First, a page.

Otranto: Travel Guide to Italy’s Easternmost Town


Otranto is a typical old seaport of Italy that lost its significance to the international trade and economy but kept its charm and lovely atmosphere. The medieval walls of the Castle and the Cathedral have some stories to tell and some secrets to keep. This city is worth visiting when you are on a trip to Puglia, so it was a checkpoint of my road trip.

How to get to Otranto

By car

Otranto is connected to Lecce and Santa Maria di Leuca by the State highways (SS – Strada Statale) with a max speed limit of 110 km/h (68 mph). There are no tolls on these highways. When you arrive in Otranto, you need to avoid the restricted traffic areas (ZTL – Zona a traffico limitato), including the historic city center and some other streets. Check www.urbanaccessregulations.eu for more details about ZTL in Otranto.

There are several parking areas near the historic city center. For example, this one is a spacious parking near the Q8 gas station where I left my car during my road trip to Puglia. There is another one called Parcheggio Sant’Antonio that’s even a bit closer to the city center. The cost is 1,5 euro per hour.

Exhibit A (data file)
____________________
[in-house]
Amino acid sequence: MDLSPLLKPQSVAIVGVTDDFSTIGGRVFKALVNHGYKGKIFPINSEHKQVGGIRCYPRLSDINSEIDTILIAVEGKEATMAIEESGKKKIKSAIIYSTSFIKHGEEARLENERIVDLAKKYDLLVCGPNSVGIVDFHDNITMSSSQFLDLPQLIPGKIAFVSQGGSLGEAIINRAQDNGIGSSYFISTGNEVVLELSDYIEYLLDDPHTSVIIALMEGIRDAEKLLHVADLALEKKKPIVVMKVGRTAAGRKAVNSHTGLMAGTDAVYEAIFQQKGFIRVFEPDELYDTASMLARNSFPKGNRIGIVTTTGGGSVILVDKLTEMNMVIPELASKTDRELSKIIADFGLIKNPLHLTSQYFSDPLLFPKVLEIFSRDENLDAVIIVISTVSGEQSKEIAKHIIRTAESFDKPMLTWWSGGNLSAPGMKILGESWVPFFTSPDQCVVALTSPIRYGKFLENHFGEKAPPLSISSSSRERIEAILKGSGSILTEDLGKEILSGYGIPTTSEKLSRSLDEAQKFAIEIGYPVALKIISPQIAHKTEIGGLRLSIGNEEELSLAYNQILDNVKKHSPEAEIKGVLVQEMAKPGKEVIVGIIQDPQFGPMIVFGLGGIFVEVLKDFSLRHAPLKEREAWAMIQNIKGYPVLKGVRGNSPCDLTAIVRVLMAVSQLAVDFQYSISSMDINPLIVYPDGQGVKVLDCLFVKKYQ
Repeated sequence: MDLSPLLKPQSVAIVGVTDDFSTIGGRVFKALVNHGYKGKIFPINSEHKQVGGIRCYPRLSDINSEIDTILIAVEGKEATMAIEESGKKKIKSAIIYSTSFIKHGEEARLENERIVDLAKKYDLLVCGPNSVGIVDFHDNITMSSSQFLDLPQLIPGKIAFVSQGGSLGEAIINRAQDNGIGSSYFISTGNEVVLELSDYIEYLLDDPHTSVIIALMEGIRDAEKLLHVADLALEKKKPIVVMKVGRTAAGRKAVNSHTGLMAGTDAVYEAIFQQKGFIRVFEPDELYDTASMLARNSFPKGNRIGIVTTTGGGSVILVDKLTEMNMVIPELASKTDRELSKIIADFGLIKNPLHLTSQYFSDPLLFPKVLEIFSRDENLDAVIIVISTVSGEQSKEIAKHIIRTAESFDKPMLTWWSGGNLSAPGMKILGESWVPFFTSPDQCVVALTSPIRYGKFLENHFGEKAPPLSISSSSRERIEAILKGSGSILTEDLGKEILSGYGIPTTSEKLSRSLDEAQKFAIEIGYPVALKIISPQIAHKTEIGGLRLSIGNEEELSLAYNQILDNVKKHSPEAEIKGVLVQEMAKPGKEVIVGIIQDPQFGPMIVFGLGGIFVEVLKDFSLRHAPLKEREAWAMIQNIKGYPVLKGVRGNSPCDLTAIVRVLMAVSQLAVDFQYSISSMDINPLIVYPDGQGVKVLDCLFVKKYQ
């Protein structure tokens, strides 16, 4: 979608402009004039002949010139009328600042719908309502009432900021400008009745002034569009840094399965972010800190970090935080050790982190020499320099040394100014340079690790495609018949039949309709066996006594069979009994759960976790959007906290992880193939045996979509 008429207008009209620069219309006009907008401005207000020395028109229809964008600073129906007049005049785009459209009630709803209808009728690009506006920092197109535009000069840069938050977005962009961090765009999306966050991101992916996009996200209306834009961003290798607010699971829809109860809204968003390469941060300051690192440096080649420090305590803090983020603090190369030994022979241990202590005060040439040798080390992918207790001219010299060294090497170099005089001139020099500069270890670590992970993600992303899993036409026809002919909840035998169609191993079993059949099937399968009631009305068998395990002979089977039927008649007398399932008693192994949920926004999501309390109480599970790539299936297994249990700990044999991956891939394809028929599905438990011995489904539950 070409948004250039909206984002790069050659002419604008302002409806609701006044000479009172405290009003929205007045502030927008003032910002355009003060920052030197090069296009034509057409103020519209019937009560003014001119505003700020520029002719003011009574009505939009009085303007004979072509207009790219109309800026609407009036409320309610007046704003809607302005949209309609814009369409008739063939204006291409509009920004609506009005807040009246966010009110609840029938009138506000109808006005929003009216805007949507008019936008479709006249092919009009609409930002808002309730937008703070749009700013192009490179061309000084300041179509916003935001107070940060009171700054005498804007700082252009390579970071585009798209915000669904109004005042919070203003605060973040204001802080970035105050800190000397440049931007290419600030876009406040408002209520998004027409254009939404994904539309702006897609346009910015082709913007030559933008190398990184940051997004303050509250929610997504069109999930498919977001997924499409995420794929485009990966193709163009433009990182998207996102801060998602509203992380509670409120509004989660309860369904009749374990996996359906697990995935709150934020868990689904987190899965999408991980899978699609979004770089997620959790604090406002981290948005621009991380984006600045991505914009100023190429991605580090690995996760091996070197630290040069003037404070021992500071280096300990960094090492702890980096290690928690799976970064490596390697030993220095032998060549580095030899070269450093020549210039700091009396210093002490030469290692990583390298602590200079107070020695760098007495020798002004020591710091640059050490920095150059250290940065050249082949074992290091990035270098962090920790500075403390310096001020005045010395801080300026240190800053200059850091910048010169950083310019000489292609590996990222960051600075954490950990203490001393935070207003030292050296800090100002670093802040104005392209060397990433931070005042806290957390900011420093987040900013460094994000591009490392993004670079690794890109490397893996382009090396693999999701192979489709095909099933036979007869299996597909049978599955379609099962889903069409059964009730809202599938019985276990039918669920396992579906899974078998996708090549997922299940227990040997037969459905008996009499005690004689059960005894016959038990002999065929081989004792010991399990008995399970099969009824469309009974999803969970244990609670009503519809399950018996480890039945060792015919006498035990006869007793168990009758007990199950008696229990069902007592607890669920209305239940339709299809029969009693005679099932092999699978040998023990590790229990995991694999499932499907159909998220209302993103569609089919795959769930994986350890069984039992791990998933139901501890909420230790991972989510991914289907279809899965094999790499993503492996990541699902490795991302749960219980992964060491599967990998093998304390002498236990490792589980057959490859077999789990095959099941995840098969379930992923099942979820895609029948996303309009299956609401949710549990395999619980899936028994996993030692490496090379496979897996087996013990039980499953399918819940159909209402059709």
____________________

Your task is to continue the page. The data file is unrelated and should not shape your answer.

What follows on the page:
By train

There used to be a train to Otranto, but it doesn’t seem like operating today. Instead, a bus can bring you to Maglie from where you can go to Lecce or Santa Maria di Leuca. Check the official website of Ferrovie del Sud-Est.

By bus

Depending on your route, you can choose different bus companies to arrive in Otranto. Check for the connections on www.omio.it/

By ferry

During the summer season, you can come to Otranto by ferry from Greece. Check the available connections on www.directferries.com.

What to do and see

The historic city center is relatively small, so you could explore it in 2-3 hours if you know where to go. If you don’t like spending time on planning and searching, take a tour and relax. You can choose a 2-hour tour or a 3-hour tour.